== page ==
Sometimes, reading the shrill words of theists trying to interpret atheists is a real trip to Bizarro World. What you see, generally, is freakishly far off the mark and often more a case of projection than understanding. It would be hard to get more overt than this: someone named Kathryn Lofton has written an essay titled “So you want to be a new atheist“, which, presumably, is about describing some common set of properties, a dogma and doctrine, that anyone can follow to be one of the New Atheists.
Unfortunately, she falls off the rails from the very beginning, since we’re all a diverse bunch with different backgrounds and different politics and different nationalities…and worse, she imposes some strange beliefs on us. We’re apparently totalitarian capitalists, for instance, and mostly libertarians (she does graciously admit that not every New Atheist is one, at least). It’s a very right-wing American picture she paints of us, which as you might guess, I find discombobulating.
However, here’s the most glaring part, the clearest example of projection I’ve seen yet:
The New Atheists reply, with clarion diagnostic consistency: Religion is something that sells you something invisible so you may feel that which you cannot find elsewhere. It is something for which there is insufficient evidence. It is something people do because they have always done it, not because they know how to think about it. Religion is irrational, it is emotional, and it is instinctual. Religion enslaves you with its wiles, then forgets to remove the handcuffs. It is the fortune teller reading entrails, not the captain consulting his compass. It massages and preys and toys and plays and screws you over, time and again, with a promise it won’t keep because of its irrationality and its whimsy. Religion is a know-at-all with no knowledge. It makes “a virtue out of not thinking.” Religion is cutting the hedge repeatedly around an erection. Religion is, it turns out, a lot like a girl. (My highlighting)
I daresay you won’t find any New Atheist declaring that religion is “like a girl”. You especially won’t see it framed in derogatory terms like that: so girls are irrational, emotional, instinctual, whimsical, having no knowledge, and into bondage? She seems to be projecting her own prejudices about women on atheists, which is a bit odd.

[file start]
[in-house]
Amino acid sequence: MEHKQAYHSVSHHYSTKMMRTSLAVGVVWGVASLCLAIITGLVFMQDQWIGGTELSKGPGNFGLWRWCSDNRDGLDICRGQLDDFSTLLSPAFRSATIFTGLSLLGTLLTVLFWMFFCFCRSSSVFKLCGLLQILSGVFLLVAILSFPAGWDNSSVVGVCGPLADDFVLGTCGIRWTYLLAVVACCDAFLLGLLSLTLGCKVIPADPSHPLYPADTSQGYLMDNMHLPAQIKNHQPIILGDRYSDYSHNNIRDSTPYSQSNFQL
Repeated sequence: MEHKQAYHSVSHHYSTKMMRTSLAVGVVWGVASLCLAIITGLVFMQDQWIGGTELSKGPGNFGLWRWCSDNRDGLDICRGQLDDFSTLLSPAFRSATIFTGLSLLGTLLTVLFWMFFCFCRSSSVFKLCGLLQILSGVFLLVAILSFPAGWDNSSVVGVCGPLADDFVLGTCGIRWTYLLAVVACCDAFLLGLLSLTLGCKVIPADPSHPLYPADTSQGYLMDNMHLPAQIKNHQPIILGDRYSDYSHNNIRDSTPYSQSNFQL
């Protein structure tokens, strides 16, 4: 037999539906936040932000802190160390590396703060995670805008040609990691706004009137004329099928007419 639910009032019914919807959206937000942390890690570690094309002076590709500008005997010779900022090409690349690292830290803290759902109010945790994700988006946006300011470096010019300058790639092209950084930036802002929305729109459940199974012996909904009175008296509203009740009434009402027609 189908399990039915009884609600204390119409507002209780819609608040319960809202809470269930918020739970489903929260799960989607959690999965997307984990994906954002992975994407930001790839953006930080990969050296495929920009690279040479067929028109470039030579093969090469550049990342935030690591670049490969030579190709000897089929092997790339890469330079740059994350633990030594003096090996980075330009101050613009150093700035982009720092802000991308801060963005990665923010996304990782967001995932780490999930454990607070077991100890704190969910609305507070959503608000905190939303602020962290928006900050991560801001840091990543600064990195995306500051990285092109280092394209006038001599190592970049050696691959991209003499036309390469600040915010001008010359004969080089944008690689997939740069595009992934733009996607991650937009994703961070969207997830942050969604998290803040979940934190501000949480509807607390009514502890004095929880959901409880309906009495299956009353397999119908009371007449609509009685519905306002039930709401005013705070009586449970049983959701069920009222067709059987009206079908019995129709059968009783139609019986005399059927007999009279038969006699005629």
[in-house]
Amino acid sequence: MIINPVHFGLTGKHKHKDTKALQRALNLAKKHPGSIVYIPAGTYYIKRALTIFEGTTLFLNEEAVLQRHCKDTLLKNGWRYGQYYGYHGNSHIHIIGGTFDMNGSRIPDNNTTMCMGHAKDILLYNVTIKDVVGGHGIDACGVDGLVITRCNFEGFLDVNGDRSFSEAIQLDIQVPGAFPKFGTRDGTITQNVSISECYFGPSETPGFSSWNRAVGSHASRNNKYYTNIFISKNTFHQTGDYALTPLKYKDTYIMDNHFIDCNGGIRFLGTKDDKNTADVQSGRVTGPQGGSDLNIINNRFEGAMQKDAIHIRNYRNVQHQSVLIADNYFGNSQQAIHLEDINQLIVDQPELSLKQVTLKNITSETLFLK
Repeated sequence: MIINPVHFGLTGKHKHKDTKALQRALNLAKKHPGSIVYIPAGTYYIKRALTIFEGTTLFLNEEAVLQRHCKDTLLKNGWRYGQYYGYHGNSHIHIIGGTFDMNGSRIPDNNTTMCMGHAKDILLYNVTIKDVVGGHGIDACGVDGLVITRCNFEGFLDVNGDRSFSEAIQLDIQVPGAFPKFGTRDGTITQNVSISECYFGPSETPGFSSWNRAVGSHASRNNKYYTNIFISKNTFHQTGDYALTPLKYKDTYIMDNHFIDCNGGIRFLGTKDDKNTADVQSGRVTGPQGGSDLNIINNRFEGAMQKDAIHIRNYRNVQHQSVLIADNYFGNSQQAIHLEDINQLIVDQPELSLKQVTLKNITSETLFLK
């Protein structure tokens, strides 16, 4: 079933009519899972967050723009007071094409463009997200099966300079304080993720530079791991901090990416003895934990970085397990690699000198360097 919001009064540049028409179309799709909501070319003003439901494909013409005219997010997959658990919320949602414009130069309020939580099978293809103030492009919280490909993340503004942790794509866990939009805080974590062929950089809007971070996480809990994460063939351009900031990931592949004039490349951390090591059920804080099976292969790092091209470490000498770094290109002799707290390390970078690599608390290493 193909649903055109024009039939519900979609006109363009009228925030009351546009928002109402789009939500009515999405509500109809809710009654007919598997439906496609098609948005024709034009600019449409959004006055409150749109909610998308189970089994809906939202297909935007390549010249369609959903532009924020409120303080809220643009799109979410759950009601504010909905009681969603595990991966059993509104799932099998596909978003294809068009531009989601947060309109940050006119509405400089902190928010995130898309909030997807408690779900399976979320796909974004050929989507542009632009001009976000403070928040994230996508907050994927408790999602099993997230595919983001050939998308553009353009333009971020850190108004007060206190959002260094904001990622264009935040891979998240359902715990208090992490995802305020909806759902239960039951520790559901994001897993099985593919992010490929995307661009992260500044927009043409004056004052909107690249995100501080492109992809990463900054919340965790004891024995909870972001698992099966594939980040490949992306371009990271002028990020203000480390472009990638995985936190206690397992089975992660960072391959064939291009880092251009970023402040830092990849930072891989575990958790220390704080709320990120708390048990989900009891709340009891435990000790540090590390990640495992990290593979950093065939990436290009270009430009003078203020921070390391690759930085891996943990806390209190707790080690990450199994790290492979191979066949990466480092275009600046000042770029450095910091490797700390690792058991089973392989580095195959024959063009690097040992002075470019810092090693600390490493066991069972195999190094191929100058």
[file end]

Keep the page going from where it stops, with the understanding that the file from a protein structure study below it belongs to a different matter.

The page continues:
Unless the New Atheists have categorically called religion a girlish pursuit or religious males girly men, (Lofton does not say that they have) it is plausible that it is Lofton herself who conflates irrationality and emotionalism with feminine traits and critical thinking and reason with manly characteristics. She may have again confused style with substance. After all, the majority of the high profile and vocal atheists in the public square are all males. Most of them also assume a combative stance while arguing their points of view. Even if Lofton considers the New Atheists arrogant, self absorbed and boorish, based on her opinion of their discursive temperaments, where did she get misogyny? Perhaps in her eagerness to condemn, Lofton uses the red herring of misogyny without any supporting evidence because it fits the rest of her perception of the atheists. Are some atheists women haters? Of course. Could there be a few among the ones she names? Possible. But it has nothing to do with critical thinking which does not bar women from becoming practitioners. And what is the score in the department of misogyny on the religious side? Start your count with the priestly class and the orthodox.
Whom does Lofton think she is kidding with her innuendo about misogyny and atheism? It is particularly galling coming from someone who is presumably a spokesperson for religion. The sacred bastion of virility, organized religion, is thickly populated by misogynistic power hungry males and at least in the Abrahamic tradition, god too is a masculine deity whose behavior is akin to that of an old fashioned patriarch – one who protects, smites and slays at whim. Whereas misogyny can often be a product of politics, commerce and other secular cultural traditions, I doubt that women have been more systematically and ritually degraded within the realm of any other human enterprise than that of organized religion. Only religion explicitly sanctions misogyny. Think Adam’s Rib, eater of the forbidden fruit, the temptress, the virgin who is to be alternately worshiped and sacrificed, the ideal of the Sati, stoning to death of an adulteress, the unclean half of the population which menstruates and undergoes messy child birth… on and on ad nauseum. Now Lofton tells us that the source of misogyny actually lies in empiricism and scientific enquiry. Well, you could have knocked me down with a feather!